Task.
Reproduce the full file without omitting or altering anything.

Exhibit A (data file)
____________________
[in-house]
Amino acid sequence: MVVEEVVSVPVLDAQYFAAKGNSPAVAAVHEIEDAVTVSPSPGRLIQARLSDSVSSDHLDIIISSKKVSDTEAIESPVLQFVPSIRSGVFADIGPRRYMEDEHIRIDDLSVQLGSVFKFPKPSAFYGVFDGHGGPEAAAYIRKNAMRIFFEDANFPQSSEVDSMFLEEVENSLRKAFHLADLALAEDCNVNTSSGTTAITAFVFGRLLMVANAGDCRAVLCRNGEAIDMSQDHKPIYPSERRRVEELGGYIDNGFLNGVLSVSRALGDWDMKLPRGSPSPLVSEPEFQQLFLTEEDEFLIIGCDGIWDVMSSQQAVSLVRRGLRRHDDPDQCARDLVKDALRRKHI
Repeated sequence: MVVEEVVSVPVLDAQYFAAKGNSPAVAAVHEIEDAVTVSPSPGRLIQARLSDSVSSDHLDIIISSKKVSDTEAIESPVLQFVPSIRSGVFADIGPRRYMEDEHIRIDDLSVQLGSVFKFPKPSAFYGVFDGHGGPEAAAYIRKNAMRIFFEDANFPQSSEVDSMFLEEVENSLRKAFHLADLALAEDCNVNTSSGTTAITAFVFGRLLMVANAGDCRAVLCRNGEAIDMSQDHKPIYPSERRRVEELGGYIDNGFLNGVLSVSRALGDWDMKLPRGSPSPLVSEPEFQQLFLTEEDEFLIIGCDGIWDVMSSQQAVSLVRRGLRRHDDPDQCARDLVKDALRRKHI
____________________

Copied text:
[in-house]
Amino acid sequence: MVVEEVVSVPVLDAQYFAAKGNSPAVAAVHEIEDAVTVSPSPGRLIQARLSDSVSSDHLDIIISSKKVSDTEAIESPVLQFVPSIRSGVFADIGPRRYMEDEHIRIDDLSVQLGSVFKFPKPSAFYGVFDGHGGPEAAAYIRKNAMRIFFEDANFPQSSEVDSMFLEEVENSLRKAFHLADLALAEDCNVNTSSGTTAITAFVFGRLLMVANAGDCRAVLCRNGEAIDMSQDHKPIYPSERRRVEELGGYIDNGFLNGVLSVSRALGDWDMKLPRGSPSPLVSEPEFQQLFLTEEDEFLIIGCDGIWDVMSSQQAVSLVRRGLRRHDDPDQCARDLVKDALRRKHI
Repeated sequence: MVVEEVVSVPVLDAQYFAAKGNSPAVAAVHEIEDAVTVSPSPGRLIQARLSDSVSSDHLDIIISSKKVSDTEAIESPVLQFVPSIRSGVFADIGPRRYMEDEHIRIDDLSVQLGSVFKFPKPSAFYGVFDGHGGPEAAAYIRKNAMRIFFEDANFPQSSEVDSMFLEEVENSLRKAFHLADLALAEDCNVNTSSGTTAITAFVFGRLLMVANAGDCRAVLCRNGEAIDMSQDHKPIYPSERRRVEELGGYIDNGFLNGVLSVSRALGDWDMKLPRGSPSPLVSEPEFQQLFLTEEDEFLIIGCDGIWDVMSSQQAVSLVRRGLRRHDDPDQCARDLVKDALRRKHI